RUSHMORE concluded 1996 with a port visit to Mazatlán, Mexico. The ship earned its second consecutive Battle E in 1996.
RUSHMORE is the test platform for the Smart Ship program known as Gator 17. The ship was outfitted with several new technologies to reduce workload and manning levels. Information from the program aboard RUSHMORE will be used to assist in the design of the LPD-17 class amphibious ships. Installation was completed at the end of 1997
RUSHMORE deployed in 1999 with the Peleliu Amphibious Ready Group and the 11th Marine Expeditionary Unit (11th MEU). During this deployment, RUSHMORE participated in Exercise Iron Magic with the United Arab Emirates and Exercise Red Reef with Saudi Arabia. RUSHMORE also had the distinction of becoming the first United States Naval warship to visit Doha, Qatar in 10 years. Other port visits included Japan, Thailand, Saudi Arabia, UAE, Singapore, Guam, Australia and Hawaii. On 12 March 1999, the ship made history when then Commander Michelle J. Howard (as of December 2013 she is the Vice Chief of Naval Operations and confirmed by the US Senate to the rank of Admiral (4 star rank) ) became its commanding officer and the first African American woman to Command a US Navy ship. RUSHMORE returned to San Diego in December 1999 and became the first "Smart Ship" to complete a six-month Western Pacific deployment.
2000s
With the new millennium, came a year of local operations for RUSHMORE.The Mighty RUSHMORE participated in CARAT 2001 in cooperation with our allies in the Western Pacific, South China Sea and Southeast Asia. Returning home just days prior to the September 11 attacks, The RUSHMORE began preparations to deploy to areas of national security interests. After coming out of "the yards" the USS RUSHMORE participated in RIMPAC 2002 with a host of nations off the shores of Hawaii. The ship set sail in the early month of January 2003 in support of Operation Iraqi Freedom as part of the USS Bonhomme Richard Amphibious Ready Group (ARG).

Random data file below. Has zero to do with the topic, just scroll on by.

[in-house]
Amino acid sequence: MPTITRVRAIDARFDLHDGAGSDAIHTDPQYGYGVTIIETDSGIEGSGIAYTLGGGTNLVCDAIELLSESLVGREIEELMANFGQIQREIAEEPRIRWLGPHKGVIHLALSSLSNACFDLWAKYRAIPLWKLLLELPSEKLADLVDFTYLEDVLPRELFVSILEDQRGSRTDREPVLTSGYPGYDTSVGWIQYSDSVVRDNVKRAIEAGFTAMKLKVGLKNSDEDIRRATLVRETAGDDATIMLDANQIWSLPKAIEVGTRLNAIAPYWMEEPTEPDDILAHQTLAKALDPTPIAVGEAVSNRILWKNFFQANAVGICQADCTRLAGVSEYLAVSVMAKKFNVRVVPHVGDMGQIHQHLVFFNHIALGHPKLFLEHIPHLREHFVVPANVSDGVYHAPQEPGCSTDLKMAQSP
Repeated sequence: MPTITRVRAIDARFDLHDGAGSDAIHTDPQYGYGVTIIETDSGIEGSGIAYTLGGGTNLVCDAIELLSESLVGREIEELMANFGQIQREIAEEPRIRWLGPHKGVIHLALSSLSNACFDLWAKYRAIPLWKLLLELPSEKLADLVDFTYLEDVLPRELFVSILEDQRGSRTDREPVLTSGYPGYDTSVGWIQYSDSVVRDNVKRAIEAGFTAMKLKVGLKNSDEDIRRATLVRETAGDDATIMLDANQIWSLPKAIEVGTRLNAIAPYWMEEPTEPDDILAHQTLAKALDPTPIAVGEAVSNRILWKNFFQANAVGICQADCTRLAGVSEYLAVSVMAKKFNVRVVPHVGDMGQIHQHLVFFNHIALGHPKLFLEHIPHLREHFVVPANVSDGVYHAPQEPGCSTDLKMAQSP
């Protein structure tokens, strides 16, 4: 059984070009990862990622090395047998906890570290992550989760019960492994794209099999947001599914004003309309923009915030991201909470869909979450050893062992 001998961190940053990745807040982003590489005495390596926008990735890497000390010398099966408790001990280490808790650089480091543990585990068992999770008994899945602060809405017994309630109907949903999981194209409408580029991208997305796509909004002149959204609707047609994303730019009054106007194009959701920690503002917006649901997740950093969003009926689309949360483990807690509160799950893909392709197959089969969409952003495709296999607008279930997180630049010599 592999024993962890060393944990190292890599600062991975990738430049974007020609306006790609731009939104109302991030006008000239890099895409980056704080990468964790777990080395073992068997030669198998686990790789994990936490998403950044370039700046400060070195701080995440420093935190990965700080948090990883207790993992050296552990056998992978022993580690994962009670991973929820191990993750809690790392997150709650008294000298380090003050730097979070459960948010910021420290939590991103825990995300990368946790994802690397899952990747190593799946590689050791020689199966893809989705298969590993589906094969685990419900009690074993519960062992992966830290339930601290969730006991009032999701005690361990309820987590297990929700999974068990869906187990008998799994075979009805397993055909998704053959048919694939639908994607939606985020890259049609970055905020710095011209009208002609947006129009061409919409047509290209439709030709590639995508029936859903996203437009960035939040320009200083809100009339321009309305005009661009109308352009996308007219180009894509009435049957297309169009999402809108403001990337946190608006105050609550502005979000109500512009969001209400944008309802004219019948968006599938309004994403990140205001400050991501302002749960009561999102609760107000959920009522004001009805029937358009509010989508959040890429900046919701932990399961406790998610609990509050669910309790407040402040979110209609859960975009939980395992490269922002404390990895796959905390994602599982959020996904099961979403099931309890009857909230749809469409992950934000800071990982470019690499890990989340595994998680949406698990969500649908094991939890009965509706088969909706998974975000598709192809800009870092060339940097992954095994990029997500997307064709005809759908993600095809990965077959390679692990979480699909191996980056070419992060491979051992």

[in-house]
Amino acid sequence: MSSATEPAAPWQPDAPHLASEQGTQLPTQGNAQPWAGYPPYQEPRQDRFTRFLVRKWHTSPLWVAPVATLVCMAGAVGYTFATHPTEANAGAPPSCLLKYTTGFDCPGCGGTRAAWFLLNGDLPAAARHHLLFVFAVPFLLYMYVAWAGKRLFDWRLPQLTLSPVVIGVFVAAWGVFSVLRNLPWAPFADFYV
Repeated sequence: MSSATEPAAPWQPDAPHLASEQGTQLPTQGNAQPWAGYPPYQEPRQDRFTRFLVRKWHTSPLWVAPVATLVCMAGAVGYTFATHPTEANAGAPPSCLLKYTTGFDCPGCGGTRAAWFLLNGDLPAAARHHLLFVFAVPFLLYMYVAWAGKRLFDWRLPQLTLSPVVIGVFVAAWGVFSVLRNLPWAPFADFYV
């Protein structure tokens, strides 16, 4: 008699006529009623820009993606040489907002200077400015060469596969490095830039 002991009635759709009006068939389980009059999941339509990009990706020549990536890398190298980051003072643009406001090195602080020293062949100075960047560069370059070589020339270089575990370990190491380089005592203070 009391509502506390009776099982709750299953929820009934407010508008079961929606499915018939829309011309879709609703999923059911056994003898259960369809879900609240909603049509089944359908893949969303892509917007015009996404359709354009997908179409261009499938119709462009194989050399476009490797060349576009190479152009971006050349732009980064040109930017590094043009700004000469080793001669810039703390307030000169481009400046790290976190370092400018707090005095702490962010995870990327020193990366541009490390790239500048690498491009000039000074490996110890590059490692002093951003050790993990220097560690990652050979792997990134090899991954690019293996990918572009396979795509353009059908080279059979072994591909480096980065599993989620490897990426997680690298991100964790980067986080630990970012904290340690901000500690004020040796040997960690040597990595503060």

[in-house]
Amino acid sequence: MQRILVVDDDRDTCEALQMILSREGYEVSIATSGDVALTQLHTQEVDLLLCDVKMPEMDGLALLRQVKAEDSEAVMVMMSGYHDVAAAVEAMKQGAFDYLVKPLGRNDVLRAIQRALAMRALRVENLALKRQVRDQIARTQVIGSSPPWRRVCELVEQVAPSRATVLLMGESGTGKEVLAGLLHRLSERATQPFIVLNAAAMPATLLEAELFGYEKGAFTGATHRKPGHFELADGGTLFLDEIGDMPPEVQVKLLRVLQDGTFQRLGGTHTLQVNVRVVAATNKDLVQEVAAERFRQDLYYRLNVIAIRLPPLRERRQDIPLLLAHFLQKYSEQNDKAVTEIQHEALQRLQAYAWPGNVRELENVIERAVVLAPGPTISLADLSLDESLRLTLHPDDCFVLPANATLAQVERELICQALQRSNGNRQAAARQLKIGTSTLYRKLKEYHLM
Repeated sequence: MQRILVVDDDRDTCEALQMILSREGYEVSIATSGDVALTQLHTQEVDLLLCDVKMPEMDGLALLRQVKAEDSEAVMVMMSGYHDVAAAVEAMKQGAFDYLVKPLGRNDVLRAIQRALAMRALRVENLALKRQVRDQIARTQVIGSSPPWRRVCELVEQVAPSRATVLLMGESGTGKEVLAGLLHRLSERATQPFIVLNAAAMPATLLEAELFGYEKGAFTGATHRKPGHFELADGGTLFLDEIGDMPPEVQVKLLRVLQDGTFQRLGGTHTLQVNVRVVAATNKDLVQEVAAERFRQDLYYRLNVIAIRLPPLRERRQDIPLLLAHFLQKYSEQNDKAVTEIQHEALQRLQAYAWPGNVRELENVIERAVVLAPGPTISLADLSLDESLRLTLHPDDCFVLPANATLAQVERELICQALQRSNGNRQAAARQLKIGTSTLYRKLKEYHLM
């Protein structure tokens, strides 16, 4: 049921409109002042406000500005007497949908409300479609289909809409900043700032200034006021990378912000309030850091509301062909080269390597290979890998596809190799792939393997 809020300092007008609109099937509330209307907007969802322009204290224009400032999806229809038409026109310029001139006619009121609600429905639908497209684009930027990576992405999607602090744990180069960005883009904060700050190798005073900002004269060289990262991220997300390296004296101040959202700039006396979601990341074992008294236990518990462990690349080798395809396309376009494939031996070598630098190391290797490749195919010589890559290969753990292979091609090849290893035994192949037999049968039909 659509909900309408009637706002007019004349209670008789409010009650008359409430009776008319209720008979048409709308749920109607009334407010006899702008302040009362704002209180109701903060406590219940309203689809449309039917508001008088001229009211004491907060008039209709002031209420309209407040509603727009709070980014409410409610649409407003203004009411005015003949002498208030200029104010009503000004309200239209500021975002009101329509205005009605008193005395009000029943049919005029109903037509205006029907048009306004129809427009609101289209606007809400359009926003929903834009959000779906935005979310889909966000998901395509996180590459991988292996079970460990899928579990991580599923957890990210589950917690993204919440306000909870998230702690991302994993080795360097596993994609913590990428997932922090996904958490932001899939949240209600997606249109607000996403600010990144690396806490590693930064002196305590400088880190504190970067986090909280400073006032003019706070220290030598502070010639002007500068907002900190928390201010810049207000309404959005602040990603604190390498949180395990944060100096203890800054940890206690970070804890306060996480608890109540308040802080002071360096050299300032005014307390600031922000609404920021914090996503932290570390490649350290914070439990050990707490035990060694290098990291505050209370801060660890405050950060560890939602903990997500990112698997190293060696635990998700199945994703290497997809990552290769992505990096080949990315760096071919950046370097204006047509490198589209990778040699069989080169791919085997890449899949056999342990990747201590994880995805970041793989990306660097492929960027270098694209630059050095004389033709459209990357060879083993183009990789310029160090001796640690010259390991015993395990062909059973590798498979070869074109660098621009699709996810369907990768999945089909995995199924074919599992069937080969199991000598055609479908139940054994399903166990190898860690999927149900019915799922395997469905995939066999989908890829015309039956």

The ship deployed on 6 December 2004 once again in support of Operation Iraqi Freedom as part of the Bonhomme Richard Expeditionary Strike Group (ESG 5). On the way to the Fifth Fleet Area of Responsibility, the 2004 Indian Ocean earthquake and tsunami occurred, which would change the course of RUSHMORE and begin a massive U.S. military humanitarian operation, dubbed Operation Unified Assistance. The powerful tsunami that flooded parts of Southeast Asia took the lives of more than 100,000 people in a matter of hours. USS RUSHMORE and the elements of Expeditionary Strike Group FIVE were called into action.
The ship became an afloat staging base for military helicopters to refuel and transport supplies. USS RUSHMORE launched both LCACs bringing tons of food and water ashore for distribution to survivors. Once the operation ended, RUSHMORE reset a course to the Persian Gulf to support Maritime Security Operations, and help defend Iraq's Kwar Al Amaya and Al Basra Oil Platforms. The Marines of the 15th Marine Expeditionary Unit deployed to Kuwait, and went further north into areas of Iraq before they were brought back on board in early April.
RUSHMORE sailors enjoyed two port visits during their two months in the Persian Gulf, one visit to the Mid-Eastern country of Bahrain, the other, a trip to the port of Jebel Ali, United Arab Emirates. During the transit home, RUSHMORE stopped for a port visit to Cairns, Australia. RUSHMORE and her crew of more than 330 Sailors returned to the ship's homeport of San Diego, California on 6 June 2005.
The ship completed a three-month maintenance period and participated in Exercise Rim of the Pacific (RIMPAC) off the coast of Hawaii from June to August 2006.
RUSHMORE began 2007...